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Martin's penalty escape is another baffling MotoGP stewards' call

by Simon Patterson
3 min read

until Abu Dhabi Autonomous Racing League

MotoGP championship leader Jorge Martin was lucky to escape without a penalty after the first day of track action at the Dutch TT, when his slow riding caused Jack Miller to collide with him in the final moments of second practice.

The incident was not even investigated by the officials, even though Miller was fortunate not to crash his KTM in the brush with the Pramac Ducati.

Jorge Martin

Martin was one of a group of racers who had slowed down to a crawl in an attempt to dissuade those behind (including Miller) who were trying to catch a tow around the fast Dutch track when a chain reaction triggered by group leader Pecco Bagnaia caused Martin to brake sharply while the following Miller was checking over his shoulder.

“I was in front,” Martin explained afterwards, “so for me it’s impossible to see what happened behind, but I just followed Pecco.

“He went on the left, I went on the left, then I felt a small touch. I kept going, and I hope he’s OK. 

“But from my side, it was nothing big. Sometimes this happens. Sometimes it even happens during a warm-up lap and nobody realises, but the camera was there.

“We weren’t pushing a lot. I saw that Pecco was closing [the throttle], I closed, and we went on the left. Jack was on the out-lap, so I guess he wasn’t pushing 100%.”

The contact snapped the front suspension aerodynamics off Miller’s KTM, and only the fact he was also going slowly prevented a much nastier crash - even if he did end up with an unusual injury of his own.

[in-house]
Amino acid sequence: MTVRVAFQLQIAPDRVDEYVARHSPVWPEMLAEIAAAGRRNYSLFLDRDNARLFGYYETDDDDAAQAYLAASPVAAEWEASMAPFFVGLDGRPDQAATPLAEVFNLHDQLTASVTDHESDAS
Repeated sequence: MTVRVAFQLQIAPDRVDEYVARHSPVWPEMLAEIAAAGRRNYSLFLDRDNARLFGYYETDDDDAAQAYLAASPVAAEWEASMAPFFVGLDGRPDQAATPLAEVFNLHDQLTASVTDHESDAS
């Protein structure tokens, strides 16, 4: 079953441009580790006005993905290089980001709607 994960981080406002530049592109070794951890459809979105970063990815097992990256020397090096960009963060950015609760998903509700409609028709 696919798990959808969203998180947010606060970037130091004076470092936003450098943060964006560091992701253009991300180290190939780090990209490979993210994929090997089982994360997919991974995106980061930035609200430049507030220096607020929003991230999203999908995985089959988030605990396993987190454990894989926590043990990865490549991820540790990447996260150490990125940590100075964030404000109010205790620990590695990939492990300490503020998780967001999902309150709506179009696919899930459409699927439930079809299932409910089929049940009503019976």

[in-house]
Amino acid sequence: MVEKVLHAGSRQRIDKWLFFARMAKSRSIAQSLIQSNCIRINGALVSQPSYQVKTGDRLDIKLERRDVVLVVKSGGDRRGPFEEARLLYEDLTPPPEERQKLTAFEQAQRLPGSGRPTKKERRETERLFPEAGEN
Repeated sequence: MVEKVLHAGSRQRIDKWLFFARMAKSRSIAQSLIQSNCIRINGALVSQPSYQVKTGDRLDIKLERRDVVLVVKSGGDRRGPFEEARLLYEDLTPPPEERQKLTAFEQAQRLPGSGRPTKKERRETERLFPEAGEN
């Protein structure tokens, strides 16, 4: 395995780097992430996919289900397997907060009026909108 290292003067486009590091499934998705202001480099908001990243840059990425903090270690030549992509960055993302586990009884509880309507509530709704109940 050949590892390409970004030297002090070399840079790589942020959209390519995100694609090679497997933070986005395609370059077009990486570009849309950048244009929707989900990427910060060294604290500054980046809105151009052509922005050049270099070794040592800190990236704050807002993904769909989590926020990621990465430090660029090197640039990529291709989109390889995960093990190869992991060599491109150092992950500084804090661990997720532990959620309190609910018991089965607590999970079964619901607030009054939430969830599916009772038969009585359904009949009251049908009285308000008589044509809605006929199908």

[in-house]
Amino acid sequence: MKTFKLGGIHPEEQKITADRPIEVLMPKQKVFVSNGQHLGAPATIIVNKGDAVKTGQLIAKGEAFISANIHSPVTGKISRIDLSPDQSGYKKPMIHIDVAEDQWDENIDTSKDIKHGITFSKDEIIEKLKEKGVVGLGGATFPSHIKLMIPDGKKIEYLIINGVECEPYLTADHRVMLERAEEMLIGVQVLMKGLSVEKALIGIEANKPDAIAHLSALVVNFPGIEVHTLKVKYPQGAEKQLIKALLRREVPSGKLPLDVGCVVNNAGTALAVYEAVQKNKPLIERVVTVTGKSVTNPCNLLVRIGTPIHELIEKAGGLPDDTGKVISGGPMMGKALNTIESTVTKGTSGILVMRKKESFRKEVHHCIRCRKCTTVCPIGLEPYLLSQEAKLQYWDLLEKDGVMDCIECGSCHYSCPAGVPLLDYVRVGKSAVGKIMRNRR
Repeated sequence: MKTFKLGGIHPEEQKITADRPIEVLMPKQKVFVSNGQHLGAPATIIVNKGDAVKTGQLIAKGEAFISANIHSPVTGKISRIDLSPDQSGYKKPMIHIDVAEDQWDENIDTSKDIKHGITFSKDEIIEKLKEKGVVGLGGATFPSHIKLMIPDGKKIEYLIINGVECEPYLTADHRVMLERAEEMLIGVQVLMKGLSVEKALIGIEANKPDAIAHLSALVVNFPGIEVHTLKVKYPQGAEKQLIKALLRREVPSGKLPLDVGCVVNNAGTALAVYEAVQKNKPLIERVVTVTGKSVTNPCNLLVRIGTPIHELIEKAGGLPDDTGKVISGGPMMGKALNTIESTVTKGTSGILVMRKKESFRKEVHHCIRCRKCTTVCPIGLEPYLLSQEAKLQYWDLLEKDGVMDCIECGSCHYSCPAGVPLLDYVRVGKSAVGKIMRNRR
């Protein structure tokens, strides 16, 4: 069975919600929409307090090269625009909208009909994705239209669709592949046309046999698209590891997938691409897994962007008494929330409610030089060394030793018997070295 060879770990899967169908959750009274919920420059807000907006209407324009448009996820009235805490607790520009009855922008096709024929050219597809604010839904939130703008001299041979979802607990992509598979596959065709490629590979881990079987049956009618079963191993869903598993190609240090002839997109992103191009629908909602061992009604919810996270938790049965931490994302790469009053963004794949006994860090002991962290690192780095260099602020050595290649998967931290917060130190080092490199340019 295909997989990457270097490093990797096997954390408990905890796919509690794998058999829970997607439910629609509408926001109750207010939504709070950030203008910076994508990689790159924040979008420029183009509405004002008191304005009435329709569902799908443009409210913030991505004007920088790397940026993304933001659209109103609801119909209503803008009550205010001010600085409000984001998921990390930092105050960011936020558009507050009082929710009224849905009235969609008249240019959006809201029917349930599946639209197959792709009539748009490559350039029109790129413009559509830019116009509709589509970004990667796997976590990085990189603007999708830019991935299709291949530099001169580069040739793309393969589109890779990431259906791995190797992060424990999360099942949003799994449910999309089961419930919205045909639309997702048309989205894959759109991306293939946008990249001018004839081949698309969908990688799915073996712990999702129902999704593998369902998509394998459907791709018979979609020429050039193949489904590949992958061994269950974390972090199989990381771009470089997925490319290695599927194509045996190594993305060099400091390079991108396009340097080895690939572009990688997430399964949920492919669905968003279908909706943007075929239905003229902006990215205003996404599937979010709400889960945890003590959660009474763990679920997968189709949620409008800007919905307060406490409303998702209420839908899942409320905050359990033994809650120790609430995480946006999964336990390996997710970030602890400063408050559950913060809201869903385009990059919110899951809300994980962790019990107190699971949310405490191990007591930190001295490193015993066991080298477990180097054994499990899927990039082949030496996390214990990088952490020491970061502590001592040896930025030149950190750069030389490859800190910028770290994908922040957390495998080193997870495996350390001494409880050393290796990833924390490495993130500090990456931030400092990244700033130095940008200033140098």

“The exhaust smashed me straight in the bicep,” he said. “I got the whole circle. A new Akrapovic tattoo, or branding!

“I wasn’t on the throttle at all, because the boys had rolled off and were going that way. Then Pecco grabbed the brakes and it was kind of a chain reaction.

“I was going slow as well, I wasn’t on the gas. I wasn’t accelerating, but I wasn’t decelerating. As I looked behind, I took my eye off the ball. He grabbed the brakes in front of me, and that’s all it takes.

“For sure [it happened because they were going slow], but the reason why they're going slow is that people like me were trying to follow them.

Jack Miller KTM

“At the end of the day, I’ll take my licks. I’m the one who was in the wrong because I crashed into him. It’s not a matter of them going slow, and I wasn’t complaining too much about that.

“I was rubbing my hands because I was in a good spot, and I didn't want to mess anyone else up which is why I was checking [behind me].

“The closing speeds here at Assen are massive from guys who are on a fast lap, so you just don’t want to make sure you catch someone on the apex.

“I feel like here it’s one of those tracks where you can’t go at a mediocre speed because you’ll get in the way, so people are focusing on what’s happening, on making sure that you get out of the way.

“There’s a lot of pinch points here, and of course there’s always going to be guys trying to get a tow, but that’s the game we’re playing.”

While Miller accepted the blame and had no complaints about Martin’s riding, there was surely a case for Martin to be penalised regardless based on recent precedent.

A number of riders have been given penalties for very similar riding slowly on the racing line lately, including a three-place grid drop for Bagnaia last time out at Mugello. On the basis of that decision, Martin surely should’ve been in line for the same punishment at Assen.

That has to prompt fresh questions about the consistency of the penalties being handed out by MotoGP’s judicial body - and whether penalties are more likely when riders complain or poor riding results in a crash or injury. This time everyone involved got away with it, in more ways than one.

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